Monday, January 26, 2009

Facebook Now Twice as Big as MySpace?

I knew MySpace was losing people to Facebook left and right, but the latest report from comScore really took me by surprise. According to the latest report, Facebook now registers TWICE as many unique visitors than MySpace.


Wow, it sure didn't take Facebook long to overcome MySpace. MySpace feels like a sinking ship.

I know that I, personally, have more or less abandoned MySpace for Facebook. Yes, I still approve "friend requests" on MySpace, and I still reply to friend requests with my web site, music, and mailing list signup information, but that's about all I do on MySpace now.

On the other hand, I spend time every day on Facebook. It's hip, it's fun, and people are just much more talkative. Bottom line. I like Facebook more. I feel more connected with the people I care about... and people who REALLY care about what I'm up too.

In comparison to Facebook, MySpace feels slow, bulky, ad-swamped and just, well, cluttered. My desk is cluttered enough. Don't need to see it on my computer screen, too.

Anyone else jumped ship at MySpace? Your thoughts?

David Nevue (if it matters)

Thursday, January 15, 2009

CD Baby: Coming to Life Again...

You know, when Disc Makers took over the helm at CD Baby, I have to admit I was somewhat nervous about the change. CD Baby was such a fantastic "little" independent music store, and there was a sense that, in a way, CD Baby belonged to the musicians who sold their music there.

I feared that Disc Makers takeover would change all that. That CD Baby would transform into something more "corporate"-ish. That it would lose the sense of belonging to the artists. That it would be "used" as a prop by Disc Makers for the purpose of soliciting more manufacturing business from independent artists.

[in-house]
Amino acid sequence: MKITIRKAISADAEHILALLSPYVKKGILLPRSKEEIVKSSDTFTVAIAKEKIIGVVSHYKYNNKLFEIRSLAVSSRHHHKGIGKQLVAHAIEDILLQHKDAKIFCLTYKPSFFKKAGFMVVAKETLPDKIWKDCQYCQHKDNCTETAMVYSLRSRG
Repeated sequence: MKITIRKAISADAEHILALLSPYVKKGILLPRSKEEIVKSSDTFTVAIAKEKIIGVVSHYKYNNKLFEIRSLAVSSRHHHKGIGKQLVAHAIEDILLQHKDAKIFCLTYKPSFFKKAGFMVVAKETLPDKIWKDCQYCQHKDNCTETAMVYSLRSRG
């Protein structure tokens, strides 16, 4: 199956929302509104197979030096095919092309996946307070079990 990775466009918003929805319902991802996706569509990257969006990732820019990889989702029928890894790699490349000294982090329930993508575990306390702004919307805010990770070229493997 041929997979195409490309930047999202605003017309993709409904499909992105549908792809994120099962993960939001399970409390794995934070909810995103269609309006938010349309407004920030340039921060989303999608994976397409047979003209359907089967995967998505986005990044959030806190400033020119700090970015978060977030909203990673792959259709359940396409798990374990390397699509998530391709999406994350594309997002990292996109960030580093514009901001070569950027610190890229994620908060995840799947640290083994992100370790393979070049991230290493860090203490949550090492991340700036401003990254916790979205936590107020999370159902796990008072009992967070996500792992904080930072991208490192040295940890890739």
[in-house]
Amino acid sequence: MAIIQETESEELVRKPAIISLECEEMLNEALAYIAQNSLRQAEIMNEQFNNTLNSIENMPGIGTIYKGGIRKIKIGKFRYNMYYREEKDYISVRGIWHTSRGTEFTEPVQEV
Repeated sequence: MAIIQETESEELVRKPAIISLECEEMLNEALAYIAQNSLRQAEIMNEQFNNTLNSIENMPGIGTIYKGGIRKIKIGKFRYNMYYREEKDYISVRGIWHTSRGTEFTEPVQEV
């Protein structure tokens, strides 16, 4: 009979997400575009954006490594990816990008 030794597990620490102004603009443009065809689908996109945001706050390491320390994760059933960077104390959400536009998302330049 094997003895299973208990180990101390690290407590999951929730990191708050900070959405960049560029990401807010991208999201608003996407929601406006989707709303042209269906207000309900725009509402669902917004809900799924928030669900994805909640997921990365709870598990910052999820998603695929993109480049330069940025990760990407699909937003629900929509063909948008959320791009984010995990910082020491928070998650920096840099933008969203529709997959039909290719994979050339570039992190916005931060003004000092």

I am happy to say I was wrong.

One of the first things Disc Makers did was change the look and feel of the CD Baby web site. I never really felt it needed changed, but once it happened, I realized how static the old look had seemed. The new look is stylish, current and happening. There is a definitely "cool factor" with the new design that surpassed what was there before. The new design, to me, made it vastly more appealing to just browse and discover new music.

So even with just the design change, Disc Makers had begun to win me over.

And then I received an email from CD Baby today talking about all the new changes in the works. I am excited. Really excited.

CD Baby is reinventing itself, and doing so in a major way to the benefit of its artists.

Here's an excerpt from the email that came from CD Baby today...

"...We've made progress, and there's a lot of work left to do. We intend to introduce new features for artists to make it easier to work with CD Baby, like an uploader so you can just upload your new music instead of having to send in a CD. We also want to introduce single song downloads, merch, and download cards. And we plan to add some exciting features to the album pages to create a more rewarding shopping experience for our customers. Many of these improvements involve significant programming, and will be rolled out around mid-2009. They're all geared to helping you sell more music, and making sure you get more value from your CD Baby membership."

The ability to sell merch? single downloads? Fantastic!